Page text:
Formaggio di Fossa

Formaggio di Fossa DOP is one of the products which is tied to it’s origin area and the season – might be the reason this tasty and very special cheese didn’t reach world fame. Producing area is only around Sogliano di Rubicone and Tallamello (2 hours south of Bologna) very limited numbers are produced and it’s only available during the cold season (3 month after it gets out oft he cave), so it doesn’t make sense to export it abroad. In the end, these circumstances kept a very special niche product local, which would have made its way around the world like Parmigiano Reggiano and other specialties of Emilia Romagna.

food tour bologna, formaggio di fossa

I like the story around ist origin: in the 15th century, when the Aragonese troops took what they needed from the local farmers, the people of Sogliano tried to hide their winter cheese in underground pits and so found out about the special taste, developed by maturing in a tufa cave. Truth is, the underground pits existed already in the Middle Ages, since the soft tufa rock in this area made it easy to build storage caves – great advantage in times before the refrigerator was invented.

Production of Formaggio di Fossa

The production process starts with burning straw inside the pits to remove the damp air and also reduce bacteria which may be harmful to fermentation. Wooden boards are laid at the bottom of the pits and the walls get isolated with straw. Every cheese producer owns his pits and takes care of it.

Formaggio di Fossa cave

The infossatura (burying the cheese) happens from August until early September, the cheese balls are put in canvas bags and piled up to the top of the pit and then covered with a wooden lid. The pit stays closed for 80 – 100 days, during this time the fermentation process happens, as well as the cheese is loosing whey and due to the compression also changes shape from ball to flat.

formaggio di Fossa

Next step is the sfossatura on November 25th – the cheese bags are taken out of the pits during a Sagra (food festival). Since the end of November also marks the end of the harvest time, you find all kinds of local food on that weekend offered in market stalls and small shops. Easy to imagine that what today is entertainment and feast, in the old times also was accompanied with anxious expectation – the cheese from the caves was supposed to provide nutrition during the cold season – in case the fermentation failed and the cheese was rotten, they lost a lot of high valued food. Reason enough to celebrate once they found the Formaggio developed well!

Formaggio di Fossa tasting

Like every handmade product, you won’t find two cheeses which taste exactly the same – just the fact that it’s made of cow, sheep or goat milk or a mix of all three includes a wide range of variations. The kind of pit plays a role, (some are bigger, deeper) as well as the herbs, which they may add to the pit in order to develop flavour and of course the duration of the maturation process (80 – 100 days). Every cheesemaker has his handwriting, every producer his secret recipe, so don’t miss to try several chunks and to find out about your preference!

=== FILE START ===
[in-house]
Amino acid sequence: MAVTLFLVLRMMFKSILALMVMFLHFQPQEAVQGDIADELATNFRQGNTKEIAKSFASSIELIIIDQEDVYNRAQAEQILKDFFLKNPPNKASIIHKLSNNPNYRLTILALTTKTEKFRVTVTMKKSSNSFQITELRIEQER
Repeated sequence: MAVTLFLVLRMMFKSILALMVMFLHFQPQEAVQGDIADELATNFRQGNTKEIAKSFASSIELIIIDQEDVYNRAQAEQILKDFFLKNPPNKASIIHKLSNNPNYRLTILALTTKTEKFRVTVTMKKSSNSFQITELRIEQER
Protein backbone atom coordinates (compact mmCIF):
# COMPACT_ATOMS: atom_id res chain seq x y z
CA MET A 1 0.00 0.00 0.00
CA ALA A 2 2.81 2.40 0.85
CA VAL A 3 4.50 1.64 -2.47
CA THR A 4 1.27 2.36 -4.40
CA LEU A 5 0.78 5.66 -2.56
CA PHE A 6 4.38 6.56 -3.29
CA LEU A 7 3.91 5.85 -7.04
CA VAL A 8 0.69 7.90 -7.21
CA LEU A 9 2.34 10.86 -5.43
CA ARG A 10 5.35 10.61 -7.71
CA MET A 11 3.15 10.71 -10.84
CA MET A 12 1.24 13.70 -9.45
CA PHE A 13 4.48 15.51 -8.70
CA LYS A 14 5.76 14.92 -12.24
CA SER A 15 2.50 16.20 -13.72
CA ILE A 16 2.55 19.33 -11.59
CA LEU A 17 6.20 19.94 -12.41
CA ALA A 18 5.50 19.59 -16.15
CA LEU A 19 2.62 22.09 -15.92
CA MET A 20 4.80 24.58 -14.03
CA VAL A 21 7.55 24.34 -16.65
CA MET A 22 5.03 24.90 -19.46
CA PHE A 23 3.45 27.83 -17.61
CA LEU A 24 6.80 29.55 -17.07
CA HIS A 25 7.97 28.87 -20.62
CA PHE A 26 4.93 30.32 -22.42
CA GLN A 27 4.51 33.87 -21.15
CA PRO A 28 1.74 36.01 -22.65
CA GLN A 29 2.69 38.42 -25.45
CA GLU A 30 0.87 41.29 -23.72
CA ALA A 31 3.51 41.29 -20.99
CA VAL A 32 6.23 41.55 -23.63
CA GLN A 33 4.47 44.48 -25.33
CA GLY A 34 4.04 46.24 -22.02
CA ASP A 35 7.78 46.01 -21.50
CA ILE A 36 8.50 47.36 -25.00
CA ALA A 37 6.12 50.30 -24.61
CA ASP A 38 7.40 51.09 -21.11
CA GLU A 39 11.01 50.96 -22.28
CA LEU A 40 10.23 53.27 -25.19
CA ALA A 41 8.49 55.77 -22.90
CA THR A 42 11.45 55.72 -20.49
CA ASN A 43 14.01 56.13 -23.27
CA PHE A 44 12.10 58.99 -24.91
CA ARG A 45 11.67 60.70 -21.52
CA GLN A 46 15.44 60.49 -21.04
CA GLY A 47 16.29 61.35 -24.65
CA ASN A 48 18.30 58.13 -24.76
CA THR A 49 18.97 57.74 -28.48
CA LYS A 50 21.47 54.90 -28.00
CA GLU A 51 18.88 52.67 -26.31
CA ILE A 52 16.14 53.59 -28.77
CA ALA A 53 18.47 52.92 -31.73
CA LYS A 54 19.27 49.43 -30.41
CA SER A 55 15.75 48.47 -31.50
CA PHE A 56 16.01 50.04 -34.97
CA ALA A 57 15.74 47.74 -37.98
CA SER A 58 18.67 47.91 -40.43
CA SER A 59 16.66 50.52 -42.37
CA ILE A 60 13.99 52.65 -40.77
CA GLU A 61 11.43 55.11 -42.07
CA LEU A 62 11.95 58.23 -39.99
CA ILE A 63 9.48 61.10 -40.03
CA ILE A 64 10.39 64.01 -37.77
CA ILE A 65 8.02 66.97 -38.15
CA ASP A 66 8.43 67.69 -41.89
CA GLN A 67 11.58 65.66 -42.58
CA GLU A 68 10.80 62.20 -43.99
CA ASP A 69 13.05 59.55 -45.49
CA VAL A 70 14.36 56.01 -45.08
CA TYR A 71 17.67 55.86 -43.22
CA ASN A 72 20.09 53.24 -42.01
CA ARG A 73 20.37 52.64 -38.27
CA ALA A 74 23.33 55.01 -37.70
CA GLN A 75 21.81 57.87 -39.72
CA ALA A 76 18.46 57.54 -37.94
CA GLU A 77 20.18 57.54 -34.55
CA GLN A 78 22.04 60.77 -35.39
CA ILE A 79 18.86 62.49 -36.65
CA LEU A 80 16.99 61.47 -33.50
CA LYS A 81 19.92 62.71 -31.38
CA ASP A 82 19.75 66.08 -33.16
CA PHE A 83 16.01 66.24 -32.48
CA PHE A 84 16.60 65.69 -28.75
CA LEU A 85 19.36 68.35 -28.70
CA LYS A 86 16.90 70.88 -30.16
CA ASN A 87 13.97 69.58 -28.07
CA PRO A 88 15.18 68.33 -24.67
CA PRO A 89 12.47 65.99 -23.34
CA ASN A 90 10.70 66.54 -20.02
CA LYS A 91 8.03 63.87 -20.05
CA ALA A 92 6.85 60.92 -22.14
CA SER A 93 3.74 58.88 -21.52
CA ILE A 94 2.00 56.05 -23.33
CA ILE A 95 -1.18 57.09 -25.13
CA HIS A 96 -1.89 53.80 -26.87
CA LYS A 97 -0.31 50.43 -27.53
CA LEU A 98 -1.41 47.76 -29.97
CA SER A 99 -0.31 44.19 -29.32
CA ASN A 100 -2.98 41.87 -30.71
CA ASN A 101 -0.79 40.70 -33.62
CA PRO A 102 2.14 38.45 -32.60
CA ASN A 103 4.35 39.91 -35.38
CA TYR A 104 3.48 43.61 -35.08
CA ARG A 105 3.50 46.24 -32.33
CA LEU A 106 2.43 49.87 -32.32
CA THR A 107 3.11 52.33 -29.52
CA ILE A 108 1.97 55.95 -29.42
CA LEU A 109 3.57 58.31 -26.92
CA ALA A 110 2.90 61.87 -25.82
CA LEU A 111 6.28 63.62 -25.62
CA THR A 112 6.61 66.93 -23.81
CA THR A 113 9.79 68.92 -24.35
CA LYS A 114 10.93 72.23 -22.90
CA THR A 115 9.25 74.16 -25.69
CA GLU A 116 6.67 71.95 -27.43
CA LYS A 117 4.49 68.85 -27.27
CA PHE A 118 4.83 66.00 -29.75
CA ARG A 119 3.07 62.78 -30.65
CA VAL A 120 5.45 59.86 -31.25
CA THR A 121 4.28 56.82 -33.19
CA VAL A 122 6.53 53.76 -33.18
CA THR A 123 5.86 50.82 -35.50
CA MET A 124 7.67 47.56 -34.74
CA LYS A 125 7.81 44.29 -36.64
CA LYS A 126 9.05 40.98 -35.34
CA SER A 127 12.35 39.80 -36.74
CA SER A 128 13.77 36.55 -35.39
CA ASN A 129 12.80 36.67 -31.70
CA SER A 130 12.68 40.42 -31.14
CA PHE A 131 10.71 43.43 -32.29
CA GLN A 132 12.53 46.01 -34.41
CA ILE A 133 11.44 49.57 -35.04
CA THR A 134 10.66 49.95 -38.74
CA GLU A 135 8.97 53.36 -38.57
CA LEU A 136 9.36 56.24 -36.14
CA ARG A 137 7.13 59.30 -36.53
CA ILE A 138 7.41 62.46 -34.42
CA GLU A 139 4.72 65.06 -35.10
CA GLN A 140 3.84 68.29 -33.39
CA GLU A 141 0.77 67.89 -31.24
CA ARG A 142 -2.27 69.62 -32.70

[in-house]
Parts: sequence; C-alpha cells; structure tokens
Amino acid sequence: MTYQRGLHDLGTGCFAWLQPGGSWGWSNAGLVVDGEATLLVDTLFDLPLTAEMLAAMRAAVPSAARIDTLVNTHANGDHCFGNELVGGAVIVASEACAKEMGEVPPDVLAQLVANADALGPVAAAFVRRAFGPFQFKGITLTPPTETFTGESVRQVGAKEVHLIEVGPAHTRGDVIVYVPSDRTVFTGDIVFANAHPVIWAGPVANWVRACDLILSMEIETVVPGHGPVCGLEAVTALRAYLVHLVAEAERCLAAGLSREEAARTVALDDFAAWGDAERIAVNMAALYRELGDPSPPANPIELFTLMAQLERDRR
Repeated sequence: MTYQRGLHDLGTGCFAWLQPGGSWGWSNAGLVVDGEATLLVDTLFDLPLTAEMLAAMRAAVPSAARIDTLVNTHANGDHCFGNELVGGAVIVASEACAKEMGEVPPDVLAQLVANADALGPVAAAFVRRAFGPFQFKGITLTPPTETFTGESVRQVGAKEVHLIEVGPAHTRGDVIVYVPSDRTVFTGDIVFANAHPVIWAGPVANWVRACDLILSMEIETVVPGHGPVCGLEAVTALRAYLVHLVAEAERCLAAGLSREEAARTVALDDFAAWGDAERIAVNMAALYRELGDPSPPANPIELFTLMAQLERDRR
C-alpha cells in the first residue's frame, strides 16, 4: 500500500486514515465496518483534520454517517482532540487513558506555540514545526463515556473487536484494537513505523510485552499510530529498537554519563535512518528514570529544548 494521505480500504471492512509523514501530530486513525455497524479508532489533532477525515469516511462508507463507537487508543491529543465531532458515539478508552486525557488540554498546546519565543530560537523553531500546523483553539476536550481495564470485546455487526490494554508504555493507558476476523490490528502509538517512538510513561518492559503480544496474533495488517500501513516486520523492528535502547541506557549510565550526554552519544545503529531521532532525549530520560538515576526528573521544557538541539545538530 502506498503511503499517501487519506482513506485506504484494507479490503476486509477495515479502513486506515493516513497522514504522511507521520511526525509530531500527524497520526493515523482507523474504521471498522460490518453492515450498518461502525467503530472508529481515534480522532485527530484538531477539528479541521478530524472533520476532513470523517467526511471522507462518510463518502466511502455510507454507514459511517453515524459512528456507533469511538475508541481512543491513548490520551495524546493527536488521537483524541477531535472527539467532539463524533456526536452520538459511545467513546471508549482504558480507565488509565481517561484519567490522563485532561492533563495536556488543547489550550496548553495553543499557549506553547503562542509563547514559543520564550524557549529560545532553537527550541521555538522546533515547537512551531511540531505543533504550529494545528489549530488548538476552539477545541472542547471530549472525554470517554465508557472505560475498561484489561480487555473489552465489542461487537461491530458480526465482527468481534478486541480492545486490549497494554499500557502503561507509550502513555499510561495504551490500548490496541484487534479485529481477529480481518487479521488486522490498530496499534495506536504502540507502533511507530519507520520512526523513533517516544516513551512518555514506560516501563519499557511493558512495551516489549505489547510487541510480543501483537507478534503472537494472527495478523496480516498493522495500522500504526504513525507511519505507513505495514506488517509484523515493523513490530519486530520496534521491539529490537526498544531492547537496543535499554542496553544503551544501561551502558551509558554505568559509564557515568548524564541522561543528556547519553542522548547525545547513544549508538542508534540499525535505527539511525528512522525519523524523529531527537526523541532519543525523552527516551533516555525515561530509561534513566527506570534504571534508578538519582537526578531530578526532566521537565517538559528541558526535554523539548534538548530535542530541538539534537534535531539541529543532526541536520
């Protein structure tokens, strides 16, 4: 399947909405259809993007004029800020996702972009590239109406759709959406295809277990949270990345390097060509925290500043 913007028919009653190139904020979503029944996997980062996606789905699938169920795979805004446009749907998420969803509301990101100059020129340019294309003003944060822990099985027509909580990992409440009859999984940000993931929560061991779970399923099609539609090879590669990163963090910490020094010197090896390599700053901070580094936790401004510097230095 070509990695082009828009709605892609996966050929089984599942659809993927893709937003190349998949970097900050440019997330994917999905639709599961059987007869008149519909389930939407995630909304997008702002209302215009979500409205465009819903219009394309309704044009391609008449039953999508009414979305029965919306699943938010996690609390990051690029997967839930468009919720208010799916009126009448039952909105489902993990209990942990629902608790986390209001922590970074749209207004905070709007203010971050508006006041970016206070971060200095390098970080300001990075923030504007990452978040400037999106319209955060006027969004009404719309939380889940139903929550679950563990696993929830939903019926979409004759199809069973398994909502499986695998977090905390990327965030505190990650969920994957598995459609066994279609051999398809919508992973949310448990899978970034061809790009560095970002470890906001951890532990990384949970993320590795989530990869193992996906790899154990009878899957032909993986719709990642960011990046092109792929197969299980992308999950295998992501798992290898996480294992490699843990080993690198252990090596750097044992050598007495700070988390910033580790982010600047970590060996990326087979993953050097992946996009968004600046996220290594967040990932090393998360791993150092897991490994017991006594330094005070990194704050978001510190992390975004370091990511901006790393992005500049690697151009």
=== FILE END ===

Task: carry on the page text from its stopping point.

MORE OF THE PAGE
Sagra formaggio di Fossa

The best opportunity to experience the Formaggio di Fossa is for sure the Sagra on the last weekend in November – there you find all the producer and you can taste your way through the market. I have to admit that the end of November is not the best time to visit the area for travelling purpose, but if you travel for Food, it definitely is! Imagine grey and foggy November days, it might be rainy and cold, but once you get to the market, you will be rewarded: not only the rich selection of Formaggio di Fossa, but also other specialties of the area like Calda rosta (freshly roasted marroni), mushrooms and salumi are offered by local producers. You are better dressed warm, you stroll along the market, which is hold in the historic center of Talamello and Sogliano and you combine samples of tasty Food with hot wine – for me it makes up the nasty weather!

formaggio di Fossa

The Cheese and Cheesemaker

Fossa cheese is produced with sheep, cow or goat’s milk, and even a mix of all three. The taste of the cheese once mature varies according to its composition. For example, sheep’s cheese has an aromatic, slightly piquant flavour while cow’s cheese tastes delicate and just a little bitter. The colour of the outer part of the finished product can vary from ivory to amber and is generally damp and greasy with a coat of condensed fat and mold, you can easily scrape it away, there is no rind.

Local variants of formaggio di fossa can be found along the borders of Marche and Emilia Romagna and include the provinces of Forli Cesena, Rimini and Pesaro Urbino. Specifically, as well as Sogliano al Rubicone, the mountain communities of the ‘Appennino Cesenate’.

Selected Formaggio di Fossa Makers in Sogliano al Rubicone
Fosse Tera s.a.s. Via XX Settembre n. 14 – www.ilformaggiodifossa.com
Fossa Pellegrini, Via Le Greppe n. 14 – www.formaggiodifossa.it
Fosse Venturi, Via Roma n. 67 – www.fosseventuri.it
Fosse Brandinelli, Via XX Settembre n. 2/b – www.fossebrandinelli.it

Fossa cheese can be eaten alone or used for preparing a number of dishes such as  gnocchi, pasta, carpaccio and even served as a dessert together with honey or chutney.

By | 2016-12-29T11:57:36+00:00 December 29th, 2016|Italian Food specialties|0 Comments
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